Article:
The most influential Megatrends set to shape the world through 2030, identified by Euromonitor International, help businesses better anticipate market developments and lead change for their industries.Learn More
When examining milk formula in the US in terms of volume per capita or in terms of total volume, there appears to be a stark decline in use in the 21st century. The precipitous decline in the total volume of milk formula sold in the US from 2000 to present can be attributed to the shift in market share from liquid to powder products, and not to dramatic decreased use by serving. There are a variety of factors that contribute to the decline of the volume of liquid baby formula sold in the US.
Liquid was the predominant form of baby formula from the 1950s until the mid-1990s when powder took precedence. At the same time, breastfeeding increased in the 1990s and has continued to increase since, resulting in a smaller market per capita for total formula in the US.
Market share of liquid formula decreased from almost 30% of the market by value in 2001 to around 10% in 2008. This follows a steep decline from the 1990s and prior to this, when liquid formula accounted for the majority of value sales.
This steep decline in liquid formula correlates with an increase in the participation of the Special Supplemental Nutrition Program for Women, Infants, and Children (WIC) program. In 1985, roughly 15% of American infants were covered by WIC, while in 2005, the number reached 47%.
The program provides federal grants to states for supplemental foods, health care referrals, and nutrition education for low-income pregnant, breastfeeding, and non-breastfeeding postpartum women, and to infants and children up to age five who are found to be at nutritional risk. WIC participation is significant to the liquid and powder split because WIC is known to have a large impact on unit price. Over the time period of 1980 to 2002, infant formula has not substantively changed but wholesale prices have nearly doubled.
Growth in WIC participation and the corresponding increase in unit price correlate with preference for powder over liquid because liquid varieties are priced significantly higher than powder formulas on a per serving basis. As retail unit prices have doubled for non-WIC participants, non-WIC parents look to spend a little as possible on formula and increasingly opt for powder products.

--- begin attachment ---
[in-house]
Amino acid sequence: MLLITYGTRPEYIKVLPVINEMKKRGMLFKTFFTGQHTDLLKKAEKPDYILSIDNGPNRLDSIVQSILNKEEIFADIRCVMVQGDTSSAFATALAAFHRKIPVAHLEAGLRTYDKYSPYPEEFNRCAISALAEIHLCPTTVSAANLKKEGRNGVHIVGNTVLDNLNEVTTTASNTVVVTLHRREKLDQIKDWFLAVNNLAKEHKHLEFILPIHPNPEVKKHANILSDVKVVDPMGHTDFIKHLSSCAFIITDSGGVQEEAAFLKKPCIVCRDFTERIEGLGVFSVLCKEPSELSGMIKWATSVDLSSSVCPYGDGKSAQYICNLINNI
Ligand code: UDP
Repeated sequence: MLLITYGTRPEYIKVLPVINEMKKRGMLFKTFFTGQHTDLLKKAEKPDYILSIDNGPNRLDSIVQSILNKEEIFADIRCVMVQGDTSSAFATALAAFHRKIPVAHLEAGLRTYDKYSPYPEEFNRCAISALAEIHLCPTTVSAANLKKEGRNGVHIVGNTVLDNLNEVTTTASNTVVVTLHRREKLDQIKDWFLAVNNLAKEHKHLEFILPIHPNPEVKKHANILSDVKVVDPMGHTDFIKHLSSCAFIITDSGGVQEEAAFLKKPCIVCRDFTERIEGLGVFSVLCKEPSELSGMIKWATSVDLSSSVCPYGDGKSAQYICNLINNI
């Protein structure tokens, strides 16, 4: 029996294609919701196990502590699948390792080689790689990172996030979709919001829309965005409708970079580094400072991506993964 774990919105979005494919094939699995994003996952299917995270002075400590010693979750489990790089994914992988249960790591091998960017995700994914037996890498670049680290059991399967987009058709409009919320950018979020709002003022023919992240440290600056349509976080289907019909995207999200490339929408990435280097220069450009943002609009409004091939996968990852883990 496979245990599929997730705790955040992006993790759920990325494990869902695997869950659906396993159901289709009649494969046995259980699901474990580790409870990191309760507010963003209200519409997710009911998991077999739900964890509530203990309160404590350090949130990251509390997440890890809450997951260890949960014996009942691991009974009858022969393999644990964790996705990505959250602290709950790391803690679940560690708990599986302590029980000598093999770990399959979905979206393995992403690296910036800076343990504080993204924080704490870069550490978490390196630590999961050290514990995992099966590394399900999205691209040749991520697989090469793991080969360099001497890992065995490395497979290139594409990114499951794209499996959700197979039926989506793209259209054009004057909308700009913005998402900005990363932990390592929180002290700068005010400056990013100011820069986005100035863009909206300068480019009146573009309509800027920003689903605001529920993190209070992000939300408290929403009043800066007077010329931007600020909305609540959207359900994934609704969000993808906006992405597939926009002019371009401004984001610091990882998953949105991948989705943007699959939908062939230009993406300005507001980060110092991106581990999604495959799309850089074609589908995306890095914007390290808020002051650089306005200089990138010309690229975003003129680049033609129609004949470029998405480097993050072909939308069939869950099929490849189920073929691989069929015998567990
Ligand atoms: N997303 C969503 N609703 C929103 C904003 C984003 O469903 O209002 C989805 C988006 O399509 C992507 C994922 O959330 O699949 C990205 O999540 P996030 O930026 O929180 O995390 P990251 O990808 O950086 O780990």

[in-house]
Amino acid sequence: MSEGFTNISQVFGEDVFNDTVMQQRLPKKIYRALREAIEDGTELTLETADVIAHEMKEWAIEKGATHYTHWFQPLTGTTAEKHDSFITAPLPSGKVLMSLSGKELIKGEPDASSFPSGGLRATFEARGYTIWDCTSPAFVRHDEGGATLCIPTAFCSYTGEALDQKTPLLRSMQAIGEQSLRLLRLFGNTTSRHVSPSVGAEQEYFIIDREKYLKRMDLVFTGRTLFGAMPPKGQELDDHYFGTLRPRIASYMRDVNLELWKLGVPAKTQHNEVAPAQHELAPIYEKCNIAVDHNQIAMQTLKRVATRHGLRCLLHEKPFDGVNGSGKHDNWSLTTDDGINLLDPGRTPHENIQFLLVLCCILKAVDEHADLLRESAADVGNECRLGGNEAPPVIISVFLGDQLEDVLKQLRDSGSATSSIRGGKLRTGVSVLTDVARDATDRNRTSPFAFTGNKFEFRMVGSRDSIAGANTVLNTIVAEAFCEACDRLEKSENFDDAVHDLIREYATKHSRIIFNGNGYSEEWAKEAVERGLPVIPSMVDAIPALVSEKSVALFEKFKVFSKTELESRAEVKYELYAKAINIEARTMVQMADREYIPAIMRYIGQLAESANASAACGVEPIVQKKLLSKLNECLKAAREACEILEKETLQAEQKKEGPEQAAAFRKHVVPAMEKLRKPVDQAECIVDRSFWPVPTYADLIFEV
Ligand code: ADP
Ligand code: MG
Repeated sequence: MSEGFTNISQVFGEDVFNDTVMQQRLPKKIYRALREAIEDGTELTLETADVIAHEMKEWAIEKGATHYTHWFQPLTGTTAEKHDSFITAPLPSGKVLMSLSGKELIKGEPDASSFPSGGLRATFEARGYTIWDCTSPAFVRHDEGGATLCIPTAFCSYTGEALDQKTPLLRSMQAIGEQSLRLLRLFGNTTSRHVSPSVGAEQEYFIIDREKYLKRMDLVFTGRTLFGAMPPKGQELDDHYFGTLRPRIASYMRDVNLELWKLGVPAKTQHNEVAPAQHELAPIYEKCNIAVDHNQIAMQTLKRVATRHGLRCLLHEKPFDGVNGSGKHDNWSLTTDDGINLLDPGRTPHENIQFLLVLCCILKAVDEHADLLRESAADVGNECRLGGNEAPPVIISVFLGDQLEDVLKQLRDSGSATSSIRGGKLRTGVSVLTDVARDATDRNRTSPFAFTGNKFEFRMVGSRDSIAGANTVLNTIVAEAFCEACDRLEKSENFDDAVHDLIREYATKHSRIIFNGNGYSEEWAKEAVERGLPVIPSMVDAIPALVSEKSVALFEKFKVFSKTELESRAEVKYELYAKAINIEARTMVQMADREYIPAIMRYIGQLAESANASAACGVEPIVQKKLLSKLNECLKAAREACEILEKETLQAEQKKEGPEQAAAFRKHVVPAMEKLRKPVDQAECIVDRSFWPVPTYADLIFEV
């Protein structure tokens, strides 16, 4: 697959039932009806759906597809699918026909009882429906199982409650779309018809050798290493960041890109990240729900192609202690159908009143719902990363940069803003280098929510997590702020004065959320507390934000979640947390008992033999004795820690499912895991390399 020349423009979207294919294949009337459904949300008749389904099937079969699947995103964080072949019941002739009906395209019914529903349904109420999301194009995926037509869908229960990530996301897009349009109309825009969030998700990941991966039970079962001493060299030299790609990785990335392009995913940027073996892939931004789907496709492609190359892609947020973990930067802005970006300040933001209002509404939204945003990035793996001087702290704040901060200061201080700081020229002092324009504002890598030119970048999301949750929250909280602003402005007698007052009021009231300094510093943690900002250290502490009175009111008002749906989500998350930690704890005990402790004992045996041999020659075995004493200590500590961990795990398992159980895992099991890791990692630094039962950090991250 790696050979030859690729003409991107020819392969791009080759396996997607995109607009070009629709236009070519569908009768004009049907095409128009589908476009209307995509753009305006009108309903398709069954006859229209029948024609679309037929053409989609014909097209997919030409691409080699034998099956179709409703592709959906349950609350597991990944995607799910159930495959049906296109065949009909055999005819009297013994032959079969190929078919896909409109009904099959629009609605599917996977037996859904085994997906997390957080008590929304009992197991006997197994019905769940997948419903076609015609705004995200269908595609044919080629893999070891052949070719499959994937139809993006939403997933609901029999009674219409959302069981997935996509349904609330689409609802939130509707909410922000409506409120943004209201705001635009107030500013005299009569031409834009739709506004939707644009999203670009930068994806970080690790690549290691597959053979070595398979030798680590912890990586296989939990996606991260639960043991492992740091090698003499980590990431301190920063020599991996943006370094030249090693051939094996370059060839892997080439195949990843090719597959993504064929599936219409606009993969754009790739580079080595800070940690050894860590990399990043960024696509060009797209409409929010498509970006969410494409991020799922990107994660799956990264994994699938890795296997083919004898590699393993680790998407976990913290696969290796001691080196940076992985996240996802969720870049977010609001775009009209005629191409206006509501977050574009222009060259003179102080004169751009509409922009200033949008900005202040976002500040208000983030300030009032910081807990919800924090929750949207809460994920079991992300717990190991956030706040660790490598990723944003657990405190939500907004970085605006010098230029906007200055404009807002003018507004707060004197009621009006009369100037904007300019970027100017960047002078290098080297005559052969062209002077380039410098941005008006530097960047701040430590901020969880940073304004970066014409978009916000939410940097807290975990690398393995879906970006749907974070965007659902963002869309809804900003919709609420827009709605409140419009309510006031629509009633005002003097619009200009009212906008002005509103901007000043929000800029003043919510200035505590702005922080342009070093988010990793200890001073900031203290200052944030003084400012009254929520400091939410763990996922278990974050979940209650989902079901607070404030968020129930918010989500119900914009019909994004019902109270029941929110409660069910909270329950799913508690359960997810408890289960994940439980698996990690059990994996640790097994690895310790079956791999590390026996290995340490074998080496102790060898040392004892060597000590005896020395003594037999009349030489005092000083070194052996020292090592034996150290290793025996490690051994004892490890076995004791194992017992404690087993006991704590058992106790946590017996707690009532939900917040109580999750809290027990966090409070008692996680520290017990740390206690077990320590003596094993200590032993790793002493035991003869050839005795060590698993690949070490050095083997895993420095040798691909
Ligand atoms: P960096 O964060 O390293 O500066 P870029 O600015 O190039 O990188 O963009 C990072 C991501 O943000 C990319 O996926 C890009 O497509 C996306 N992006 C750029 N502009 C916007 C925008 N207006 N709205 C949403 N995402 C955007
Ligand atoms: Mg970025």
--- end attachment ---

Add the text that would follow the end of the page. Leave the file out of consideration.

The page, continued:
Although some liquid products, specifically ready-to-drink (RTD) products, provide parents with greater convenience, the majority of liquid formulas are concentrates and still require some degree of preparation and therefore lack a strong competitive advantage over powder on the grounds of convenience. Moreover, over the past two decades, the variety of powder formulas has increased, with many powder formulas offering features that liquid formulas cannot. Such formulas include more organic varieties, as well as those targeted for babies with specific special dietary needs.
There is an inverse relationship between value and volume. Figs 1 and 2 show that in 2001, despite the fact that liquid formula held only a 30% of the value share, it accounted for over 60% of volume by mass. This relationship demonstrates that analysis of the market in volume in tonnes does not correlate to value sales, nor does it correlate to per capita usage due to the discrepancy in serving size between liquid and powder. The graph below shows aggregations of standard and special milk formulas by type. Toddler milk is excluded.
The liquid and powder categories are expected to further differentiate in the coming years, with liquid continuing its decline in volume and value and powder holding market dominance for the forecast period 2015-2020.
One of the failings of liquid formula in the US is its failure to innovate; the brands that represent the nexus of trends, such as all-natural and organic, are primarily offered in powder, and not liquid form. The Honest Company and Earth’s Best, two high-end brands which boast of such trends and aim to cater to well-to-do American mothers do not offer a liquid formula variety. Earth’s Best saw double-digit growth annually from 2010 to 2014.
Although some consumers will continue to prefer liquid formula, the format is becoming increasingly dated. Liquid formula is expected to decrease 16% by volume between 2015 and 2020, from 24,300 tonnes in 2015 to 20,400 tonnes in 2020. Unless innovation hits liquid formula hard, American consumers are likely to continue reaching for powder varieties.